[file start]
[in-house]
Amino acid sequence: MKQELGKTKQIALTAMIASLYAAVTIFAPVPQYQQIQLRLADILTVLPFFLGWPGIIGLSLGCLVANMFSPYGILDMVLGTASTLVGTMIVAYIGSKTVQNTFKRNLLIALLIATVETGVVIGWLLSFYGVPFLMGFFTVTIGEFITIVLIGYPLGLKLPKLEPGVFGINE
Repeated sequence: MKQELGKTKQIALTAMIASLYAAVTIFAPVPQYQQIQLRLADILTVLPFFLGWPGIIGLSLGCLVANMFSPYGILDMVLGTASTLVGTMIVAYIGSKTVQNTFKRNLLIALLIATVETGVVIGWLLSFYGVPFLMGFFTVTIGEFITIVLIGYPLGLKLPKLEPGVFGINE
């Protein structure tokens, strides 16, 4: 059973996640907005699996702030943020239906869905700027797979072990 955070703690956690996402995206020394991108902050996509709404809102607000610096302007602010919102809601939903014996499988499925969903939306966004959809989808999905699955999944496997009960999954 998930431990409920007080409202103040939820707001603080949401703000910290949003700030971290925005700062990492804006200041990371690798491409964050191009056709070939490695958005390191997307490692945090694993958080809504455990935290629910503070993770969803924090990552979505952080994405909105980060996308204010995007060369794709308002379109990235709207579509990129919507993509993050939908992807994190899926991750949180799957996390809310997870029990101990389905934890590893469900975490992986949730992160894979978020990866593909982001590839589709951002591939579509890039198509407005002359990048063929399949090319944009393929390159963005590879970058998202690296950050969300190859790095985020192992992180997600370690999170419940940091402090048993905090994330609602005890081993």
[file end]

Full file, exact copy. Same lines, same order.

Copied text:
[in-house]
Amino acid sequence: MKQELGKTKQIALTAMIASLYAAVTIFAPVPQYQQIQLRLADILTVLPFFLGWPGIIGLSLGCLVANMFSPYGILDMVLGTASTLVGTMIVAYIGSKTVQNTFKRNLLIALLIATVETGVVIGWLLSFYGVPFLMGFFTVTIGEFITIVLIGYPLGLKLPKLEPGVFGINE
Repeated sequence: MKQELGKTKQIALTAMIASLYAAVTIFAPVPQYQQIQLRLADILTVLPFFLGWPGIIGLSLGCLVANMFSPYGILDMVLGTASTLVGTMIVAYIGSKTVQNTFKRNLLIALLIATVETGVVIGWLLSFYGVPFLMGFFTVTIGEFITIVLIGYPLGLKLPKLEPGVFGINE
């Protein structure tokens, strides 16, 4: 059973996640907005699996702030943020239906869905700027797979072990 955070703690956690996402995206020394991108902050996509709404809102607000610096302007602010919102809601939903014996499988499925969903939306966004959809989808999905699955999944496997009960999954 998930431990409920007080409202103040939820707001603080949401703000910290949003700030971290925005700062990492804006200041990371690798491409964050191009056709070939490695958005390191997307490692945090694993958080809504455990935290629910503070993770969803924090990552979505952080994405909105980060996308204010995007060369794709308002379109990235709207579509990129919507993509993050939908992807994190899926991750949180799957996390809310997870029990101990389905934890590893469900975490992986949730992160894979978020990866593909982001590839589709951002591939579509890039198509407005002359990048063929399949090319944009393929390159963005590879970058998202690296950050969300190859790095985020192992992180997600370690999170419940940091402090048993905090994330609602005890081993």